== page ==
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Title: Reproduction and behaviour of the lesser mouse lemur (Microcebus murinus, Miller 1777) in captivity
Author: Glatston, A. R. H.
ISNI:       0000 0001 3500 8174
Awarding Body: University of London
Current Institution: University College London (University of London)
Date of Award: 1979
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A detailed knowledge of the behaviour and reproduction of any exotic species of mammal plays an important role in the successful maintenance and breeding of that species in captivity. Data from the field are particularly important in evaluating results in captivity. Where complete field data are not available, problems arising in captivity can only be assessed by taking successfully breeding individuals as the norm and using them as a guideline when studying reproductive problems. This study has been designed to establish the reproductive parameters of the lesser mouse lemur, Microcebus murinus, using data from the field and successfully breeding individuals to this end. Aberrations arising in captivity were examined and an attempt was made to identify their causes. During the course of this study data have been collected on the annual variations of behavioural and physiological parameters. Information on male and female reproductive physiology has been collected and hormone assays have been conducted on urine samples from oestrous, pregnant and non-pregnant females. Data on infant birth-weight and development have also been recorded. Special attention has been paid to reproductive behaviour, particularly birth and maternal care. In addition, a study has been made of social behaviour and communication. The relationship between social behaviour, status and reproductive success has been examined. Having established the "normal" condition it was possible to examine deviations from this norm. Under certain circumstances environmental stimulation was observed to either stimulate or suppress reproduction. Suppression of reproduction is discussed in the light of physical and social environmental influences. Data on pathology have also been collected and adrenal weight and histology recorded. An attempt has been made to integrate post-mortem findings with observations on reproduction and behaviour. The normative data collected in this study are discussed in terms of their adaptive significance and the deviations from the normal condition are viewed in terms of stress. An attempt is then made to indicate the positive influence which this and similar studies could have on captive animal management.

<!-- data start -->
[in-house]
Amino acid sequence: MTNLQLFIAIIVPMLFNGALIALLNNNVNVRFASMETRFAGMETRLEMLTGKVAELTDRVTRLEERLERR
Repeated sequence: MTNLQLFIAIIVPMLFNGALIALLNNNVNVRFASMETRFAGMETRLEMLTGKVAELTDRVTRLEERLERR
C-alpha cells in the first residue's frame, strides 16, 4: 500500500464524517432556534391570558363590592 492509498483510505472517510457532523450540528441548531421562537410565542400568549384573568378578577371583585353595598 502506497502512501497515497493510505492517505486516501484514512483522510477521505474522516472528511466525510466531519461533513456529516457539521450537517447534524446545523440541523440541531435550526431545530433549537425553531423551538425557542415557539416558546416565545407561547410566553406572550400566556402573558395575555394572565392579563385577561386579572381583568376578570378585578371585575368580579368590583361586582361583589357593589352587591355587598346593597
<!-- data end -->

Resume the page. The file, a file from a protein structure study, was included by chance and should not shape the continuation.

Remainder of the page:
Supervisor: Not available Sponsor: Not available
Qualification Name: Thesis (Ph.D.) Qualification Level: Doctoral
EThOS ID:  DOI: Not available